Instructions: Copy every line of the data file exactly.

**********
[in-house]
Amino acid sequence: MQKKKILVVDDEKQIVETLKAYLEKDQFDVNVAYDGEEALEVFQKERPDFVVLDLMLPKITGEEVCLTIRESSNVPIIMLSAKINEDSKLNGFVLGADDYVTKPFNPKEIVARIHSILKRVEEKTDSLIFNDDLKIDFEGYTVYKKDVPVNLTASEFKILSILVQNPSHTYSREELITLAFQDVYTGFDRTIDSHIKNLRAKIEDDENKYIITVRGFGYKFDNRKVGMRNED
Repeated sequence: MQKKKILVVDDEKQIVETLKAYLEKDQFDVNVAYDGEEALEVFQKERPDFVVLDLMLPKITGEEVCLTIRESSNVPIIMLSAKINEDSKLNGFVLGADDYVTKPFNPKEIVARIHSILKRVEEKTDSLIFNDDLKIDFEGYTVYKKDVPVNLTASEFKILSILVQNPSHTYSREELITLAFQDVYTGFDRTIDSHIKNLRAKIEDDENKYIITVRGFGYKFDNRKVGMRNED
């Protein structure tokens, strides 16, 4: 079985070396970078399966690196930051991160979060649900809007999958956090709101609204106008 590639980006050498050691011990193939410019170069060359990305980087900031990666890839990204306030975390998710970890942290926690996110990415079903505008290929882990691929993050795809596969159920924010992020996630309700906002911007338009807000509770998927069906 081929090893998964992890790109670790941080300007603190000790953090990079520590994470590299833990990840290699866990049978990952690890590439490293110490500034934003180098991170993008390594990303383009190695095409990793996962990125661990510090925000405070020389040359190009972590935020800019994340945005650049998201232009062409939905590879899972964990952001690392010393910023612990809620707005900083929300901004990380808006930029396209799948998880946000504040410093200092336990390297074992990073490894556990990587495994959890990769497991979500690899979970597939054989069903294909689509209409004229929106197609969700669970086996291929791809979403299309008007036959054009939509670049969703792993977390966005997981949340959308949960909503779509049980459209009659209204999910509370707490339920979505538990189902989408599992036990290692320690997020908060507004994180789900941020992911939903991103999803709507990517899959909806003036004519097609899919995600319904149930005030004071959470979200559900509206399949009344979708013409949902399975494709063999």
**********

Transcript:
[in-house]
Amino acid sequence: MQKKKILVVDDEKQIVETLKAYLEKDQFDVNVAYDGEEALEVFQKERPDFVVLDLMLPKITGEEVCLTIRESSNVPIIMLSAKINEDSKLNGFVLGADDYVTKPFNPKEIVARIHSILKRVEEKTDSLIFNDDLKIDFEGYTVYKKDVPVNLTASEFKILSILVQNPSHTYSREELITLAFQDVYTGFDRTIDSHIKNLRAKIEDDENKYIITVRGFGYKFDNRKVGMRNED
Repeated sequence: MQKKKILVVDDEKQIVETLKAYLEKDQFDVNVAYDGEEALEVFQKERPDFVVLDLMLPKITGEEVCLTIRESSNVPIIMLSAKINEDSKLNGFVLGADDYVTKPFNPKEIVARIHSILKRVEEKTDSLIFNDDLKIDFEGYTVYKKDVPVNLTASEFKILSILVQNPSHTYSREELITLAFQDVYTGFDRTIDSHIKNLRAKIEDDENKYIITVRGFGYKFDNRKVGMRNED
């Protein structure tokens, strides 16, 4: 079985070396970078399966690196930051991160979060649900809007999958956090709101609204106008 590639980006050498050691011990193939410019170069060359990305980087900031990666890839990204306030975390998710970890942290926690996110990415079903505008290929882990691929993050795809596969159920924010992020996630309700906002911007338009807000509770998927069906 081929090893998964992890790109670790941080300007603190000790953090990079520590994470590299833990990840290699866990049978990952690890590439490293110490500034934003180098991170993008390594990303383009190695095409990793996962990125661990510090925000405070020389040359190009972590935020800019994340945005650049998201232009062409939905590879899972964990952001690392010393910023612990809620707005900083929300901004990380808006930029396209799948998880946000504040410093200092336990390297074992990073490894556990990587495994959890990769497991979500690899979970597939054989069903294909689509209409004229929106197609969700669970086996291929791809979403299309008007036959054009939509670049969703792993977390966005997981949340959308949960909503779509049980459209009659209204999910509370707490339920979505538990189902989408599992036990290692320690997020908060507004994180789900941020992911939903991103999803709507990517899959909806003036004519097609899919995600319904149930005030004071959470979200559900509206399949009344979708013409949902399975494709063999």